Rather than “G-d” we should actually be typing things like “All-h” or “m-terialism” or “s-x” instead!

Pay attention to all that I have said to you, and make no mention of the names of other gods, nor let it be heard on your lips. – Exodus 23:13

It has long bothered me when someone types “G-d” for “God”. I never say anything because it is an attempt to honor the Third Commandment. As minor as that attempt is, it can still be an honorable attempt.

When I read the above quote from Exodus this morning it struck me that we should actually be typing things like “S-tan” or “All-h” instead! God wants us to honor his name, not avoid it. That involves much more than not employing it as a interjection or curse, it means honoring all of who he is. It is a call to not bring shame to his name by applying it to ourselves and then acting contrary to who he is and how he calls us to live. That is my harder than replacing vowels with hyphens.

But other gods? Their names are not even to be upon our lips! Those are the names to avoid. They are the ones we are to struggle to not be associated with. Maybe we should type “m-terialism” or “s-x” or “y-uth” instead.

Okay, all that said, what was Moses actually commanding here? Obviously God wasn’t prohibiting his people from ever naming the name of Baal, he put that name on the lips of his prophets. Also, there were cities named, for example, Baal-Zephon. The bad god’s name was right there! No, what God was commanding was not the prohibition of names, as if they had power in an of themselves, instead he didn’t want those names to be found amongst his people routinely. In other words, his people are not to flirt with other gods and incorporate their names into their vocabulary. As we speak, so we think.

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  • Outstanding! I truly appreciate this post. I have been working on similar concepts for some time and you have hit the nail on the head.

  • Donald, you win the “Lightening Commenter Award”! Just barely got this post up and you commented on it. :)

    Thanks, though. I’ve got another post brewing about the Sabbath too.

  • We had a native missionary from India speak at our church yesterday. He told about how most of the converts that he ministers to there change their names to a biblical name upon conversion because most Hindus are named for one of the many Hindu gods. They no longer wish to utter that pagan name or be identified by it or with it.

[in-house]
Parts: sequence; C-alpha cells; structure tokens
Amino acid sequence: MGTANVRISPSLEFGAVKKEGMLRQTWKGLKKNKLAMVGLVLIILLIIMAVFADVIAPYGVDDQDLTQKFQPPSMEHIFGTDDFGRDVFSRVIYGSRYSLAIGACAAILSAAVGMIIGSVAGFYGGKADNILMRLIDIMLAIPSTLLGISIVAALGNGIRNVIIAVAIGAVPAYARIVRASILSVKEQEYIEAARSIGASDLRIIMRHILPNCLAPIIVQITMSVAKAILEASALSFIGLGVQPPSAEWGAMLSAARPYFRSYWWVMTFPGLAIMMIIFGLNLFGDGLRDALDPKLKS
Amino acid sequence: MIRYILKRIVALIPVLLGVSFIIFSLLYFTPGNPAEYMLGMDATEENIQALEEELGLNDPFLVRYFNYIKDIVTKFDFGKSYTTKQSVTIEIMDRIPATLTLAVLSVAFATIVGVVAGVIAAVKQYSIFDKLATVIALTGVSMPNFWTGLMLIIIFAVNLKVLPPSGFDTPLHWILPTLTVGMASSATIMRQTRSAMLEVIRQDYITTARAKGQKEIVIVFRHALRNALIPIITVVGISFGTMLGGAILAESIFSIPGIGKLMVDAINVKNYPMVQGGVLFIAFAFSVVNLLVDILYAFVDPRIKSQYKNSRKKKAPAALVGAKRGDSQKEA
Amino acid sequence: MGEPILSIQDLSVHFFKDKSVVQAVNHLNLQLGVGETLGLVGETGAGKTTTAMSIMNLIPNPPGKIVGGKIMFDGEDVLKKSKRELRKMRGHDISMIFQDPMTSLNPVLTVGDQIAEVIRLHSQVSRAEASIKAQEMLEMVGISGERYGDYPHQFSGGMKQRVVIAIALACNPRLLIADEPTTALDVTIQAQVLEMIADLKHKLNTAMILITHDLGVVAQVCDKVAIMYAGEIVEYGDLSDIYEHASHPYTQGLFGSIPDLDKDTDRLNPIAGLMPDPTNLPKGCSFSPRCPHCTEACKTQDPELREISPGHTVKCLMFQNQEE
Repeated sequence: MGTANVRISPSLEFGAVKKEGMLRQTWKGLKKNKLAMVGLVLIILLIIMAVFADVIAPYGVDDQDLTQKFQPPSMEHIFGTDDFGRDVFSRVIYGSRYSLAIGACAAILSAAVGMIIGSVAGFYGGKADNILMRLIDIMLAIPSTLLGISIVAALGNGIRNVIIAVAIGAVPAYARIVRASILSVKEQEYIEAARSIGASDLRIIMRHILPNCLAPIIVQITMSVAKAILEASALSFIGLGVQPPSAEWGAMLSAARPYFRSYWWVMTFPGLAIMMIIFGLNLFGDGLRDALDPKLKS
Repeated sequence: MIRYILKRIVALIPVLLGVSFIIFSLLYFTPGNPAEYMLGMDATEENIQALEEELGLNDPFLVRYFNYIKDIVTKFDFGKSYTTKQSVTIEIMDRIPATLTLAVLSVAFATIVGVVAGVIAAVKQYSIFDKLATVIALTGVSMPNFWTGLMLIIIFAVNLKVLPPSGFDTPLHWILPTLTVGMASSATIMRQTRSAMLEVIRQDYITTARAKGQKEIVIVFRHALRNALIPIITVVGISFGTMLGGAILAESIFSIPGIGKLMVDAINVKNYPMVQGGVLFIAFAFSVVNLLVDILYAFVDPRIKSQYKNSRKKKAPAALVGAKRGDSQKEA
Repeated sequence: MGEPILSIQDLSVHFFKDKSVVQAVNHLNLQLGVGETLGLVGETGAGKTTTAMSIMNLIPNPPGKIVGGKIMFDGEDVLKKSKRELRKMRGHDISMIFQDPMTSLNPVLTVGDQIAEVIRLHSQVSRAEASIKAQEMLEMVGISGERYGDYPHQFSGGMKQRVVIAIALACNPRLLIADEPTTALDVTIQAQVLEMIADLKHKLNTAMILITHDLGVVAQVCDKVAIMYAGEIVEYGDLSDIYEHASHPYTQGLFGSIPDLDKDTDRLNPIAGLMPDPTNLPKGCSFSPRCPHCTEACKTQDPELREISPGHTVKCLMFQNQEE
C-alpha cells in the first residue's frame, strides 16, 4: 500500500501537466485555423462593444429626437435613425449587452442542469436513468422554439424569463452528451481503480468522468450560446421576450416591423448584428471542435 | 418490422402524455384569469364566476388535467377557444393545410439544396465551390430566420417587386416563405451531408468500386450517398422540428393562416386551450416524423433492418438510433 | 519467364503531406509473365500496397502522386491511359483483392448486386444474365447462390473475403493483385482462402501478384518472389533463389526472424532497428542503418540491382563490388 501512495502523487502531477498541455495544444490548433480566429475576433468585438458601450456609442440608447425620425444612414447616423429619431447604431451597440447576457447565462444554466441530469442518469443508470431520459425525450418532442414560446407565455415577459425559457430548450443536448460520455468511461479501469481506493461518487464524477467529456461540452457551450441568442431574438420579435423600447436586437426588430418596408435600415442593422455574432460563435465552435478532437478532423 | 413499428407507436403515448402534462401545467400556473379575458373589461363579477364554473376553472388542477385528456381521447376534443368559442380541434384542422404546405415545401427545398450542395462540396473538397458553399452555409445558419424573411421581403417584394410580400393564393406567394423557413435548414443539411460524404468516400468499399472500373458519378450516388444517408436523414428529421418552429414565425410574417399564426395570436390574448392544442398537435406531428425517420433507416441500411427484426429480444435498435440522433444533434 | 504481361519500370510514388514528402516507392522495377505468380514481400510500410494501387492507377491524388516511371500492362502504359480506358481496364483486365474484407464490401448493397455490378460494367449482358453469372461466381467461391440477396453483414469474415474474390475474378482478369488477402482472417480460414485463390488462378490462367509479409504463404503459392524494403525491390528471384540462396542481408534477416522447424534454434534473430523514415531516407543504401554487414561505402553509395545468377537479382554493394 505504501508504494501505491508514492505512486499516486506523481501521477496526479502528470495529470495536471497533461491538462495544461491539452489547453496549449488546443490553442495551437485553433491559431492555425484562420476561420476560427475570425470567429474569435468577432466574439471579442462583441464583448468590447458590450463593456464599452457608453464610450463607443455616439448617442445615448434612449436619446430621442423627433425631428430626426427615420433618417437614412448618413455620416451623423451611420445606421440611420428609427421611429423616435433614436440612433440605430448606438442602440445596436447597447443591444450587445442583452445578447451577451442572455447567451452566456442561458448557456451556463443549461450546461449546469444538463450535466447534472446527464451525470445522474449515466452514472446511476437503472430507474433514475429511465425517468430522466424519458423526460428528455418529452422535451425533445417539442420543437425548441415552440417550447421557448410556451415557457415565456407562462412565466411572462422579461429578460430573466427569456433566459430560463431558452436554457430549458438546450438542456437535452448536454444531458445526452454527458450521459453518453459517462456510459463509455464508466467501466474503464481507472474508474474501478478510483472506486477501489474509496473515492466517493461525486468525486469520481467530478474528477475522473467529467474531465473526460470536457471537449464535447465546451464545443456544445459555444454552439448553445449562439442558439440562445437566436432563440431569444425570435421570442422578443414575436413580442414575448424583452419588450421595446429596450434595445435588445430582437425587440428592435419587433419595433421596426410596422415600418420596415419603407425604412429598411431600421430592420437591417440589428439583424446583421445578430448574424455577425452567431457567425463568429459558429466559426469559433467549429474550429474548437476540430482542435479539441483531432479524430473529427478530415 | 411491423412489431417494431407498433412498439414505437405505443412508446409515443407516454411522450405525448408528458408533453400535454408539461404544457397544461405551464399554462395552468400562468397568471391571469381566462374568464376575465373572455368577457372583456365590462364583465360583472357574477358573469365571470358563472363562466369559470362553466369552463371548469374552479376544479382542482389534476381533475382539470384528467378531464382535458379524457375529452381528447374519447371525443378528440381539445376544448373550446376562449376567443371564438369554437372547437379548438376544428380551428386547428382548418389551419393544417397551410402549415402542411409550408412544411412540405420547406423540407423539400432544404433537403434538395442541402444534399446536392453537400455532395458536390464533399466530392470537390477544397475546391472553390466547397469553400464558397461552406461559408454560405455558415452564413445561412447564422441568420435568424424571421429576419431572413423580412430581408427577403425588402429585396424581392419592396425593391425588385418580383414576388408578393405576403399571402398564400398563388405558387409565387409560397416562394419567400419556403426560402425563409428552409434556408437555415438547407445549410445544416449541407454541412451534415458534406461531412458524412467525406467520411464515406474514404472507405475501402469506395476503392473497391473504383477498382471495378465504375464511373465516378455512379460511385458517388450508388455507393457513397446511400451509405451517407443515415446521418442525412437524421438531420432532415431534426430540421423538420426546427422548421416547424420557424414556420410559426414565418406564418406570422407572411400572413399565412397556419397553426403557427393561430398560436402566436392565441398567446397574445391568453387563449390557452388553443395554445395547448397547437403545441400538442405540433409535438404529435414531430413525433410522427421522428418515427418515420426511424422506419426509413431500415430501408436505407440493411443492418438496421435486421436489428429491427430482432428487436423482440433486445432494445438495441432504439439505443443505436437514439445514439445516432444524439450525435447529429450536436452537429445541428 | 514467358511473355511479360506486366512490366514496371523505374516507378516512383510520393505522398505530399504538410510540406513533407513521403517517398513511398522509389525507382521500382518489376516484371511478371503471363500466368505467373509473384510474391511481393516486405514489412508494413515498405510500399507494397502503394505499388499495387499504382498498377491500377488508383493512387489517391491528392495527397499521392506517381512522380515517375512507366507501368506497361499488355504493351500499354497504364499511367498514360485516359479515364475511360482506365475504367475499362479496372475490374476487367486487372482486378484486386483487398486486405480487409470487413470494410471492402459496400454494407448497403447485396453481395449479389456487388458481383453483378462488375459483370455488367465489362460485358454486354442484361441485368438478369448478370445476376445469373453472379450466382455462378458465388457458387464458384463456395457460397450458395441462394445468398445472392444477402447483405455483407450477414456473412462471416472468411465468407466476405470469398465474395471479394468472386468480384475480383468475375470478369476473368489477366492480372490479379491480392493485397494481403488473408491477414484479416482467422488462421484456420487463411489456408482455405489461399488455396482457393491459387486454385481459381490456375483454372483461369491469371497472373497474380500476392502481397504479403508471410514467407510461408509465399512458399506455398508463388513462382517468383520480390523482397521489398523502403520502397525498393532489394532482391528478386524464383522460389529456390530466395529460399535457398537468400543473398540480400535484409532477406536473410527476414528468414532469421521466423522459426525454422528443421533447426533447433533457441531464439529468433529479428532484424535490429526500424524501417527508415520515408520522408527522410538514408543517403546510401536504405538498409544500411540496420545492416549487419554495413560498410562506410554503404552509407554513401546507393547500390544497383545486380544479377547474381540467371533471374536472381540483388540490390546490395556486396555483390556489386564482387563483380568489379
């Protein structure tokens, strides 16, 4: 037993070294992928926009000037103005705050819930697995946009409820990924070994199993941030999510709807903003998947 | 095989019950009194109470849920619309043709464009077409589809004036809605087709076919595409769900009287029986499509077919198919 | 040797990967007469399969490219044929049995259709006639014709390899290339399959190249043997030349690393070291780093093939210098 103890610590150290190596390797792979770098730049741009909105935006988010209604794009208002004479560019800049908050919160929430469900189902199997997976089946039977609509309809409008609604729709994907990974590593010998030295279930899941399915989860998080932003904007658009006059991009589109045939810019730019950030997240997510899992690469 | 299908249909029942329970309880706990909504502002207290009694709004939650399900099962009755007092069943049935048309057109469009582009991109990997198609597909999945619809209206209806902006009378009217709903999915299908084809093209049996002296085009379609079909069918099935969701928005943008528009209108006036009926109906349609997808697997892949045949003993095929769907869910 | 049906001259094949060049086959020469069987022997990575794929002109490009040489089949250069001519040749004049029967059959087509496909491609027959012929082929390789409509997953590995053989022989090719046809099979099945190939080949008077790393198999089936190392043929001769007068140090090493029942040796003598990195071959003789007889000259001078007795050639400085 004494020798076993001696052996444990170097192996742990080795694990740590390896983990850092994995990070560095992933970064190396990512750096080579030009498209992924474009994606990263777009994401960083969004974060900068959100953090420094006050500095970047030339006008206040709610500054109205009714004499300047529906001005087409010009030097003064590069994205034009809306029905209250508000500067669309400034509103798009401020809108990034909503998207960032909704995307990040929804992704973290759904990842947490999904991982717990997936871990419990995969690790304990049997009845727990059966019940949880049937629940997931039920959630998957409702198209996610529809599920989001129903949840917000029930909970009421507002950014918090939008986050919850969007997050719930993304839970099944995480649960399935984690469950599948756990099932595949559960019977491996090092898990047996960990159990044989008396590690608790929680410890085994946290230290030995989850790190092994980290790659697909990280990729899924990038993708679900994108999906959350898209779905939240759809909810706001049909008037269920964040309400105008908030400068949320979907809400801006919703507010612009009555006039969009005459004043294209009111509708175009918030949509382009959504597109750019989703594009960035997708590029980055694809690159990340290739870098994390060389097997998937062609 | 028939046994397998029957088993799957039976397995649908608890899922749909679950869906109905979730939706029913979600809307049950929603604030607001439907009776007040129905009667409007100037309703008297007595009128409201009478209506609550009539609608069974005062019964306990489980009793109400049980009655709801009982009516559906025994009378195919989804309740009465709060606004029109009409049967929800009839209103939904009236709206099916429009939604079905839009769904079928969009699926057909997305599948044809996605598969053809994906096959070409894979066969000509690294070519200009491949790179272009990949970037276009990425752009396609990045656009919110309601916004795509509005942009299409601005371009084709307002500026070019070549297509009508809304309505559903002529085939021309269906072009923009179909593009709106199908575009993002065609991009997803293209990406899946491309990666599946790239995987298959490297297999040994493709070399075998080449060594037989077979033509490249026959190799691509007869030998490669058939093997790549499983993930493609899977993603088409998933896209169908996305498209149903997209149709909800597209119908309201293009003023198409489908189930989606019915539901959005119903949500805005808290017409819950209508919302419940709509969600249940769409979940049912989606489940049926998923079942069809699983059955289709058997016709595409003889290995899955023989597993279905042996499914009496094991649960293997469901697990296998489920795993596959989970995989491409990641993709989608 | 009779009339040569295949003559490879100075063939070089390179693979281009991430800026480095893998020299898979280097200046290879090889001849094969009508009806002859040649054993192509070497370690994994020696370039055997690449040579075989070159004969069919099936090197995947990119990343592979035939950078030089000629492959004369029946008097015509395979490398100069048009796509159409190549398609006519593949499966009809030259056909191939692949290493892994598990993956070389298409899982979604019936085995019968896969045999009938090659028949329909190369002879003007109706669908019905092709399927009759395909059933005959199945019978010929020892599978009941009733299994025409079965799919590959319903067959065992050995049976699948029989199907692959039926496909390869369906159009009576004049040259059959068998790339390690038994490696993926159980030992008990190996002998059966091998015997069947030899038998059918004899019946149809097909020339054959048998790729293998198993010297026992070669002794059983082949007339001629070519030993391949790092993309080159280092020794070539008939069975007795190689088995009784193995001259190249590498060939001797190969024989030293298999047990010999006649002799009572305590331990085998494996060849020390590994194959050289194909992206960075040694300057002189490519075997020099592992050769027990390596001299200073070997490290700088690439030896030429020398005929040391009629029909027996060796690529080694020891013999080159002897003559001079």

• Ah, young faith! Again, commendable but not sufficient in and of itself.

  • I was listening to some Systematic Theology lectures from Covenant Seminary a couple of years back, and I remember the professor addressing this practice. Apparently, it originated with the suspicion among ancient Mesopotamians that a god’s name is the key to controlling that god (kinda like “Beetlejuice, Beetlejuice, Beetlejuice).

    Worshippers of YHWH picked up on that suspicion and, seeking to honor YHWH, tried to avoid writing or saying his name, choosing instead of substitute something else for it. Honorable intentions, but still wrong. God is not afraid of us knowing his name! In fact, that’s partly why his revelation of it to Moses was such a huge deal.

  • A fleeting thought I just had . . . “maybe the ancient Hebrews were just trying to be culturally relevant among worshippers of other gods by adapting some of their practices.” But no, still wrong. We’re called to receive some things of the culture, reject some things, and redeem still others. I think that this practice should be firmly entrenched in the “reject”/”redeem” category.

    Much like Paul who said “what you worship as unknown, now I proclaim to you”.

  • I don’t think the ancient Hebrews were that interested in being culturally relevant. The Biblical record seems to indicate either complete isolation or complete capitulation. I could be wrong but it just never came to mind.

  • Maybe not “culturally relevant” but pagan cultural traditions around them had crept into their worship. The prophets speak out against this many times. Your right it most often ended in capitulation, but the infiltration started with their making God into their own image (or the image of the gods around them).

    We certainly see this in American Christianity. Even in the most non-culturally relevant churches (like mine). We’ve adopted practices of the culture around us for no real reason. We’re crazy if we think we can isolate ourselves from our culture.

    That’s why your question and post is so interesting. Your questioning a tradition that does not seem rooted in Scripture. Interesting post – I’ve always wondered about the G-d language.

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